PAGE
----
Wounded warrior McIntosh returns to serve at US Open

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September 7, 2015 11:57 AM

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By Ashley Marshall, USTAFoundation.com

Ryan McIntosh tries to live his everyday life as though nothing has changed. But to those around him, the army sergeant who lost his right leg while serving his country continues to be an inspiration.

In 2012, less than two years after he stepped on a landmine, McIntosh became the first wounded service member to work as a ball person at the US Open. This year, the 26-year-old father of two returned to Flushing Meadows to work his second tournament.

“I try not to let the injury define me. I’m the same person I was six years ago as I am today,” said McIntosh. “I missed the experience of [being a ball person]. When it was over, I missed it because I enjoyed it so much. I missed the people and being on the court. It was really enjoyable.”

The USTA Foundation, the national charitable arm of the USTA, is entering its fourth year providing opportunities for wounded military service members to work at the final Grand Slam tournament of the year. The Foundation’s mission is to change lives through a combination of tennis and education, and it supports tennis camps and clinics nationwide for military service members, veterans and their families.

The foundation’s military outreach efforts have impacted 200,000 service members, veterans and their families through Wounded Warrior tennis trainings, Warrior and Family Tennis Days and events at the Emirates Airline US Open Series and US Open. Among those veterans, McIntosh continues to impress his peers.

“He’s inspirational to every single kid from 14 years old all the way to our 69-year-old ball persons,” manager Tina Taps said. “He’s a great athlete. The military members are very focused and they’re committed and they work very hard. Ryan has a great personality and he fit in very well with our ball person crews and teams. Generationally, he made friends with all ages and it was great having him and we’re excited to have him back.”

McIntosh’s life changed less than three weeks before Christmas in 2010, when he was serving in his first combat tour of Afghanistan.

“On Dec. 8, 2010, we were on a regular routine mission and we were on our way back from our patrol,” McIntosh recalled. “About 100 meters away from our home base, we crossed a dual canal and I stepped on a pressure point landmine which was daisy-chained to a jug of home-made explosives. The jug didn’t go off, just the landmine, but I lost my right leg below the knee in Kandahar when they did my amputation.”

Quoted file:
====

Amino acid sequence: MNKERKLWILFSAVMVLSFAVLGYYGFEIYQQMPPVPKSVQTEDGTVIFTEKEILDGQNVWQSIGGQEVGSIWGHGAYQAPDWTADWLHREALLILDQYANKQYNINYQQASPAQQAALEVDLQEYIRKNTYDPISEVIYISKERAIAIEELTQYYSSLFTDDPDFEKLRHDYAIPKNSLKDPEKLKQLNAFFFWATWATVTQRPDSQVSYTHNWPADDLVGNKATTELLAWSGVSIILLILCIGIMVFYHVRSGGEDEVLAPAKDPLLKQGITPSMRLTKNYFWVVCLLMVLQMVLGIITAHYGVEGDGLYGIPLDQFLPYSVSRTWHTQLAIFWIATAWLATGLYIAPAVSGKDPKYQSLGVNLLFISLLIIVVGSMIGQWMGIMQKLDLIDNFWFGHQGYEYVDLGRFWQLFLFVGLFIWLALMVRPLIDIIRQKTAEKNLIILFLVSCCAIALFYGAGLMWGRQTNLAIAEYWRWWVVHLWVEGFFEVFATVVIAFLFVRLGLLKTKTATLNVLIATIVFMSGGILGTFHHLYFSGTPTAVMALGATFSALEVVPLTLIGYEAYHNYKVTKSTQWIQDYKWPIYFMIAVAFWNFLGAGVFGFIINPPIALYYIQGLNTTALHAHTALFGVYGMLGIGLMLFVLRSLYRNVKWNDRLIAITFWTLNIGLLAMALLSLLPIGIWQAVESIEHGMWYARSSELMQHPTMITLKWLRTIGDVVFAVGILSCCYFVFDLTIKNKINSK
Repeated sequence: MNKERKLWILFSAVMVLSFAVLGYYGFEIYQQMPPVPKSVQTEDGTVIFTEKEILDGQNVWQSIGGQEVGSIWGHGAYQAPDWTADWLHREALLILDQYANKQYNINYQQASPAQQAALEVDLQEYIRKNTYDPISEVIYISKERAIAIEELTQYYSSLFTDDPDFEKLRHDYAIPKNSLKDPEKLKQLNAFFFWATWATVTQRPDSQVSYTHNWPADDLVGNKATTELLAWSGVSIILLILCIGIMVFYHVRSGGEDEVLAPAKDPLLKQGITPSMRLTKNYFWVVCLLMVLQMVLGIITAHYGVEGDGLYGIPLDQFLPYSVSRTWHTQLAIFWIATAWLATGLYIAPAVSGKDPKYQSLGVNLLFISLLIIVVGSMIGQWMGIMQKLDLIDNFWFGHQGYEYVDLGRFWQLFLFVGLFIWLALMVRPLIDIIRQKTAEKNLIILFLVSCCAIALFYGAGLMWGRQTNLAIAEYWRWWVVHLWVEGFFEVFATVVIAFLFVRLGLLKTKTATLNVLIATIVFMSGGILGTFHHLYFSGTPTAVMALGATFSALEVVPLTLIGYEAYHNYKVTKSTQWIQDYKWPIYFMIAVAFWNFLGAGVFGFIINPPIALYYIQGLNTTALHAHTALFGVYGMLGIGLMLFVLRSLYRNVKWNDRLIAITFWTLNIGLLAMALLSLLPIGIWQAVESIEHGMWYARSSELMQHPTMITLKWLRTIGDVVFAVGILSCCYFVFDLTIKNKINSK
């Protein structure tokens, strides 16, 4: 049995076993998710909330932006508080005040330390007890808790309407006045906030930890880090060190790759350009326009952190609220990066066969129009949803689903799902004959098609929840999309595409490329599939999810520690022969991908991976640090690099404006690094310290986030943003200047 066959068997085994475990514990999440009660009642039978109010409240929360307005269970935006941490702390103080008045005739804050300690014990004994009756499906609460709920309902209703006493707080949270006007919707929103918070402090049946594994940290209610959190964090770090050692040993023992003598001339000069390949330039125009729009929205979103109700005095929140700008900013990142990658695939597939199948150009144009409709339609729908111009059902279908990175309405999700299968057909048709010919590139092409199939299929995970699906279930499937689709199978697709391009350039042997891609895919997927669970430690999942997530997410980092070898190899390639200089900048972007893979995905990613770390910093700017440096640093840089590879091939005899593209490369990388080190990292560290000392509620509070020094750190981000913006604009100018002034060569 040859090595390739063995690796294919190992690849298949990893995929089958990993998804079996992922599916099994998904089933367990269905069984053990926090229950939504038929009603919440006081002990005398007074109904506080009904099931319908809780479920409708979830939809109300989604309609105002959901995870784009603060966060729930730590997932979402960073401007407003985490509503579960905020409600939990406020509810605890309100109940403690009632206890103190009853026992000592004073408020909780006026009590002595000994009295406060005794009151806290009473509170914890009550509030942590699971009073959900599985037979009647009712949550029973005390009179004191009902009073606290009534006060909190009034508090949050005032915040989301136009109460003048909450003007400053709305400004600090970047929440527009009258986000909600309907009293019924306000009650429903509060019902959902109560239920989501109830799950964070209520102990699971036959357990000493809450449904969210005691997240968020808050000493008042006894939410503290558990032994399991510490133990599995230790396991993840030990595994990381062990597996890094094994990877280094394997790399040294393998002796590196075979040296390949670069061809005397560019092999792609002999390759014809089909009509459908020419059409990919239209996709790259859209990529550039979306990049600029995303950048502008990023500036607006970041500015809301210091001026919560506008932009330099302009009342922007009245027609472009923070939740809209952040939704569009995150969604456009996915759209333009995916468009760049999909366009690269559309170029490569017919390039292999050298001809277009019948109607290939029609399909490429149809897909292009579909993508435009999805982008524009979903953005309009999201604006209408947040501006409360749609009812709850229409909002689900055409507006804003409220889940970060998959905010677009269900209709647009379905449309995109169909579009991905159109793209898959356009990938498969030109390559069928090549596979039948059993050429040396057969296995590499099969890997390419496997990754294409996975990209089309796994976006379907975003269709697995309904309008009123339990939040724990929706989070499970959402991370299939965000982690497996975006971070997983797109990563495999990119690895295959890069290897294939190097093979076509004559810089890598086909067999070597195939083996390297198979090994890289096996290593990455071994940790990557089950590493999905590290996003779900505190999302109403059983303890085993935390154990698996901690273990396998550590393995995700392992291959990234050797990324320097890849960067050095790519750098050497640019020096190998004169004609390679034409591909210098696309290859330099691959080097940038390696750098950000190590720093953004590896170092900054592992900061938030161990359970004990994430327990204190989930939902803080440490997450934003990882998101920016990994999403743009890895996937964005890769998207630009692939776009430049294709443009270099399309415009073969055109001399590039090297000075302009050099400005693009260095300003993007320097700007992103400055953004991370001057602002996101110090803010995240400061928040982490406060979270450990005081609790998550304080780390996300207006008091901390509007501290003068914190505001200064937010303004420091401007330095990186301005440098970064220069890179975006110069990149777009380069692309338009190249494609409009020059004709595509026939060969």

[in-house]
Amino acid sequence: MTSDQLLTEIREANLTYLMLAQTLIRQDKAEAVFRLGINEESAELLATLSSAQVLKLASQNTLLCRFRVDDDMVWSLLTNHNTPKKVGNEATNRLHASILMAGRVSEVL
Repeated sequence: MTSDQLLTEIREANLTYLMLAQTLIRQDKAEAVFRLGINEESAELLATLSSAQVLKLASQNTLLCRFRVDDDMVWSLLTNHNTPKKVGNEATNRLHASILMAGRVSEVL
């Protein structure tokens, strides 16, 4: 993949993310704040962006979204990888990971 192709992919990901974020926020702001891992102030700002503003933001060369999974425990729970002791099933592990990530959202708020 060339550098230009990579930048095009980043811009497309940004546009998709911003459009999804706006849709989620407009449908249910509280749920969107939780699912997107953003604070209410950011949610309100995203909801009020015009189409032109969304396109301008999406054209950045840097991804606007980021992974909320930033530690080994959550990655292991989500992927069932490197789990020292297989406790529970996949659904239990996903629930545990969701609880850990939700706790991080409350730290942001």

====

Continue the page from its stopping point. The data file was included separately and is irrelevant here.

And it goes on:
McIntosh got his first prosthetic blade six weeks after the injury. He was walking two weeks later and running shortly after that. In 2012, McIntosh took part in the Warrior Games, an Olympic-style set of events organized by the United States Olympic Committee for injured, wounded and ill service members from the Coast Guard, Army, Navy, Air Force and Marine Corp. He ran the 100 and 200 meters and the 4x100 meter relay. He also threw the discus and played seated volleyball and wheelchair basketball. During the games, a friend invited him to a USTA-hosted tennis clinic. He fell in love with the sport and later got invited to a US Open ball person tryout in New York City.

“Everything was the same and I didn’t get any special treatment,” McIntosh said of the tryout. “They asked me if I can throw a tennis ball and I said, ‘Well I’ve thrown grenades before, does that count?’”

The rest, McIntosh says, is history.

In 2013, McIntosh got into the Army World Class Athlete Program and he is now part of the Soldier Athlete Initiative, a program that uses athletic training to improve military readiness. The initiative combines physical training, injury prevention and nutritional education and aims to keep soldiers in better physical condition. As a soldier athlete, McIntosh runs the 100 meters, throws the javelin and competes in the long jump.

Since first working at the US Open three years ago, McIntosh has taken part in several clinics the USTA Foundation has hosted in San Antonio and Colorado Springs, Colo.

The Foundation, in partnership with the Department of Veterans Affairs and its military partners, developed the Warrior Tennis Curriculum and continues to help active military service members, veterans and their families learn tennis as a way to rehabilitate and reintegrate themselves into communities after deployment.

“It’s a great organization for getting service members back on their feet or into a chair to play tennis,” said McIntosh, who is expected to work in Arthur Ashe Stadium on Military Appreciation Night. “It gives them a light at the end of the tunnel so they can see what they need to do to get to the next stage, so it helps them set goals and be around people with like-minded personalities.

“I wouldn’t call myself an inspiration. I’m just a normal guy going about life. I’m not out there to be paraded around, I just want to be another regular person. But if people gain inspiration from me, that’s awesome. I try to live my life as if nothing has changed, that nothing’s different. When I look at somebody, I think if they can do it, I can do it. That’s how I take on life. I just need to find ways to adapt.”

 


   
 

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